Before I start this post I would like to write that it is not meant to offend. It is just my view and how I feel about being autistic. Some people with autism may disagree.
What does it mean to be autistic? A search of the internet might inform you that:
- Autism is a lifelong developmental disability (NHS).
- Autism is listed in the DSM V (diagnostic and statistical manual of mental disorders) which would suggest that it is a psychiatric disorder.
- Receiving support as an autistic person often requires that one identifies as disabled.
- To prove you are entitled to this support you have to be formally ‘diagnosed’. Diagnosis is generally a term reserved for the sick.
- In order to be able to get the formal diagnosis you are assessed by a doctor of some description, perhaps a psychologist or a psychiatrist. The doctor will consider your ‘symptoms’ and whether they fit the diagnostic criteria.
What if all of this is wrong? What if being autistic is just another way of being? A particular brain type, which functions as well as any other given a suitable environment. I don’t see myself as disabled (by autism), disordered or sick. Yet I am autistic. I’m happy to be autistic. Many others may feel this way if they hadn’t had a lifetime of being conditioned to think of themselves as disordered or broken.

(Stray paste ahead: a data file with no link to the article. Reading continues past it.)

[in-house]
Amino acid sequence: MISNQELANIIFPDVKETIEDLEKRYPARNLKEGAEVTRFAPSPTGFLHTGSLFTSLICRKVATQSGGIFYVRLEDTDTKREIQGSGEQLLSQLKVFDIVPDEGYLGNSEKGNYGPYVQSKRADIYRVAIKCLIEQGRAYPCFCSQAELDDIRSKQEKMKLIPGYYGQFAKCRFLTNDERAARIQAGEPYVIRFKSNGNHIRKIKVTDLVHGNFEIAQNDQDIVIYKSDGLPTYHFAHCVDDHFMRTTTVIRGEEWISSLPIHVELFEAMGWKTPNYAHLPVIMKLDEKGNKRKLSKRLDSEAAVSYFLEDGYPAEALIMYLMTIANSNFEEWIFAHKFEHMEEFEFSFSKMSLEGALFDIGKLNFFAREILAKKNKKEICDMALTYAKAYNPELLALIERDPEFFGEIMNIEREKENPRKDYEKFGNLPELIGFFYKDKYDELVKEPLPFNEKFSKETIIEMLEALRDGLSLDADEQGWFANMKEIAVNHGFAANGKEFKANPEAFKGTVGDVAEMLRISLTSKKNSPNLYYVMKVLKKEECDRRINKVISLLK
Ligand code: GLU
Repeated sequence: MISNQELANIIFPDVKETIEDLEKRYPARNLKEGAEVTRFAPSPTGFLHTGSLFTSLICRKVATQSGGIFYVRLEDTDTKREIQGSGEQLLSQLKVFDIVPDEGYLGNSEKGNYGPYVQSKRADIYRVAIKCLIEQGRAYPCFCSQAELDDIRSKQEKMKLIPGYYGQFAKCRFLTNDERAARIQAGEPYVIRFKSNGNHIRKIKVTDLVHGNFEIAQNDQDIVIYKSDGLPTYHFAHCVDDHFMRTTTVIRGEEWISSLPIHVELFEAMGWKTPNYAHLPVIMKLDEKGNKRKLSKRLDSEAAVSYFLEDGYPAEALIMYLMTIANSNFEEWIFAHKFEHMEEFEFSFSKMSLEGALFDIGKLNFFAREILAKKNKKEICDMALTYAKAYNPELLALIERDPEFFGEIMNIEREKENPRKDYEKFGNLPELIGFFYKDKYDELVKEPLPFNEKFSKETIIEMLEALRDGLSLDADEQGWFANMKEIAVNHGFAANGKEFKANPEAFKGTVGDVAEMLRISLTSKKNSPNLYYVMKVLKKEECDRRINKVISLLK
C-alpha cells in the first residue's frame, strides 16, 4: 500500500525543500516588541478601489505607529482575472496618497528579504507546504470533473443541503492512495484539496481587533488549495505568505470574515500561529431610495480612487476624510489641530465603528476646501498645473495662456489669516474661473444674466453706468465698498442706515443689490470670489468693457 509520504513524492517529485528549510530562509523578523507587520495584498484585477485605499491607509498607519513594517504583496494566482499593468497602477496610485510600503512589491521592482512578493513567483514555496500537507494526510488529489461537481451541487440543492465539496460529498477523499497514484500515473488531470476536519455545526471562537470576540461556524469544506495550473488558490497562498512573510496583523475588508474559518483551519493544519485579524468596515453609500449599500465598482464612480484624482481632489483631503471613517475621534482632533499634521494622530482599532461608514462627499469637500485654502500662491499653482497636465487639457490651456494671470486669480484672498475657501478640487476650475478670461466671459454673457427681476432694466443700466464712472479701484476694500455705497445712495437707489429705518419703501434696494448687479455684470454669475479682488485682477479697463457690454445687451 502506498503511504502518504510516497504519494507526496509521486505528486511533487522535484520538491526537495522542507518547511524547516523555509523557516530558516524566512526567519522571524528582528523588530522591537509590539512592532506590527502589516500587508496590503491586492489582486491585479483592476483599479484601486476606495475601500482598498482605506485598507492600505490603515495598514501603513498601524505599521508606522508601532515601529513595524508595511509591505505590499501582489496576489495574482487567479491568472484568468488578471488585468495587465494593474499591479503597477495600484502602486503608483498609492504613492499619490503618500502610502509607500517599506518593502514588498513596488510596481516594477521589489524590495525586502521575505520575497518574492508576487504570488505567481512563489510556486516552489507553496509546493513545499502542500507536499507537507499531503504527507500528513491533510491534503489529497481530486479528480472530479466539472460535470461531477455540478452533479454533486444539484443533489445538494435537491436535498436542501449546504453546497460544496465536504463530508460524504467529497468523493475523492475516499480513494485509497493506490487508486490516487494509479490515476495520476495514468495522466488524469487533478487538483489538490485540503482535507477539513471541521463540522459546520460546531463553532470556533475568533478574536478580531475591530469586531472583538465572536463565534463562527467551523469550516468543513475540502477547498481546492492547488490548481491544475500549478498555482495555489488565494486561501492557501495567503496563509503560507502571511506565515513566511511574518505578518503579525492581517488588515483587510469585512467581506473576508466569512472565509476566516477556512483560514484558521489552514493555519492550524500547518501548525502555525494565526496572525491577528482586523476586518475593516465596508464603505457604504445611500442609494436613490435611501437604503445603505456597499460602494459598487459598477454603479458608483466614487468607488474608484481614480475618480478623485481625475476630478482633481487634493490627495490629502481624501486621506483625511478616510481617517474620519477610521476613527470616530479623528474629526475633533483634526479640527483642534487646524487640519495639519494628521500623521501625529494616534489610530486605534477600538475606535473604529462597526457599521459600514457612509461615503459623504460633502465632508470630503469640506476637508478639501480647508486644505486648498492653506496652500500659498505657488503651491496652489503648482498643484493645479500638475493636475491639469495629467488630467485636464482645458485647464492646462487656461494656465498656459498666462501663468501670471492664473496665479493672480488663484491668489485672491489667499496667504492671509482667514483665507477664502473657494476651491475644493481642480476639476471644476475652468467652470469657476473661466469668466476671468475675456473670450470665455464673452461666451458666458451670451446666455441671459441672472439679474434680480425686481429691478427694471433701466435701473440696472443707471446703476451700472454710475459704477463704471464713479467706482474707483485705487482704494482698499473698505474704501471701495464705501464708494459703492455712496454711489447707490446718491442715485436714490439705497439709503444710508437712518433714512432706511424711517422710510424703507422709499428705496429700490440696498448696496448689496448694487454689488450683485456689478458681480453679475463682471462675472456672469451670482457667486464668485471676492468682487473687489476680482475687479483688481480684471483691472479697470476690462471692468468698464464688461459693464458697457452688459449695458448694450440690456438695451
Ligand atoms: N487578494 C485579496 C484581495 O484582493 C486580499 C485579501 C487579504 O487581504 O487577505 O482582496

Being labelled as autistic brings with it stigma. Many false stereotypes still prevail: lack of empathy, no sense of humour, poor imagination. In actual fact autistic people are as diverse as the non-autistic population. We can have successful careers, be part of loving marriages, raise happy children. We can be funny, friendly, kind. Some autistic people have very difficult lives, perhaps because they are struggling in a world that doesn’t understand them or accommodate them. This however isn’t the case for all autistic people. Just like the non-autistic population, we are individuals. We are typically individual.